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HUMAN KINETICS

Do You Believe in Older Adults? (excerpt)

As professionals in the active aging field, our work revolves around the health and well-being of seniors, but are we collectively doing and believing enough?

Michael E. Rogers, PhD, CSCS, FACSM

Editor-in-Chief, Active Aging Today


Michael E. Rogers
Michael E. Rogers

Do you believe in older adults?

 

As professionals in the active aging field, our work revolves around the health and well-being of seniors, but are we collectively doing and believing enough? Articles in the September/October issue of Active Aging Today raise questions about whether we collectively could be doing more to better serve our clients.

 

In “Why Exercise Interventions Struggle to Succeed,” Ellen Freiberger, PhD, addresses three key ways that exercise interventions fail. One of the problems, she writes, is that some health practitioners simply don’t believe that older adults have the capacity to participate in physical activity programs; this misguided belief can kill an effective program before it begins.

 

However, other research shows that when older adults believe they can do something, they set out to do it, even when they have physical limitations. In “Health Perception, Physical Activity, and Coping Strategies of Older Adults Volunteering for Habitat for Humanity,” researchers at the University of Tennessee discovered that even when older volunteers reported physical problems, they perceived their health as being excellent or good, and remained active despite limitations.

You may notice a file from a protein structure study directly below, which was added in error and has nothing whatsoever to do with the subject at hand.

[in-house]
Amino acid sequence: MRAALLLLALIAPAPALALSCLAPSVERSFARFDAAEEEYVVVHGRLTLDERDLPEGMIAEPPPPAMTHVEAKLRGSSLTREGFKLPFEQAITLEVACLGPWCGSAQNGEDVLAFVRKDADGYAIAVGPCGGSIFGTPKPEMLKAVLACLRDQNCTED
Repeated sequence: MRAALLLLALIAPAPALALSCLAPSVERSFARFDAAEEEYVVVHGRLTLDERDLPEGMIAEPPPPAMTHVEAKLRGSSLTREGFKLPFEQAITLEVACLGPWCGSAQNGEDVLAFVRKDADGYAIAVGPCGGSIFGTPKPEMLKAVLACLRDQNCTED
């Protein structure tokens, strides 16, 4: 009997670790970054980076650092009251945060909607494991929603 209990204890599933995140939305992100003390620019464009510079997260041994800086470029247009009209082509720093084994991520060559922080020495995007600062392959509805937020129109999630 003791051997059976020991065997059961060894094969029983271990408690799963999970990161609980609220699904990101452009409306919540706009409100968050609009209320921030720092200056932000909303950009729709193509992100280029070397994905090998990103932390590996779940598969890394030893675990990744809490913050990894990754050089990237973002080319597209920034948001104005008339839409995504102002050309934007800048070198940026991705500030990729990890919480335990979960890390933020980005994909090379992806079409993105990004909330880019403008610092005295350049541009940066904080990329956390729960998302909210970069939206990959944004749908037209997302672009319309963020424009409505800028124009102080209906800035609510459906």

There’s also good news in Europe. Believing that older adults want to take charge of their health, local governments in Spain are commissioning the construction of “bio-healthy” exercise parks. Designed especially for seniors, these free facilities encourage exercisers to get active any time of day. Read all about it “Government Builds Bio-Healthy Parks for Older Adults in Spain.”

 

Perhaps these articles will uncover ways you might be unknowingly discouraging seniors’ participation in programs and services that could benefit them. In turn, I hope you will be inspired to consider additional ways to engage and support your clients.

 

Let us know what you do to serve and support older adults. Contact me at aat@hkusa.com. And please remember that we are always looking for article contributions and ideas. If you would like to write for Active Aging Today or have an article idea, please contact me at aat@hkusa.com.




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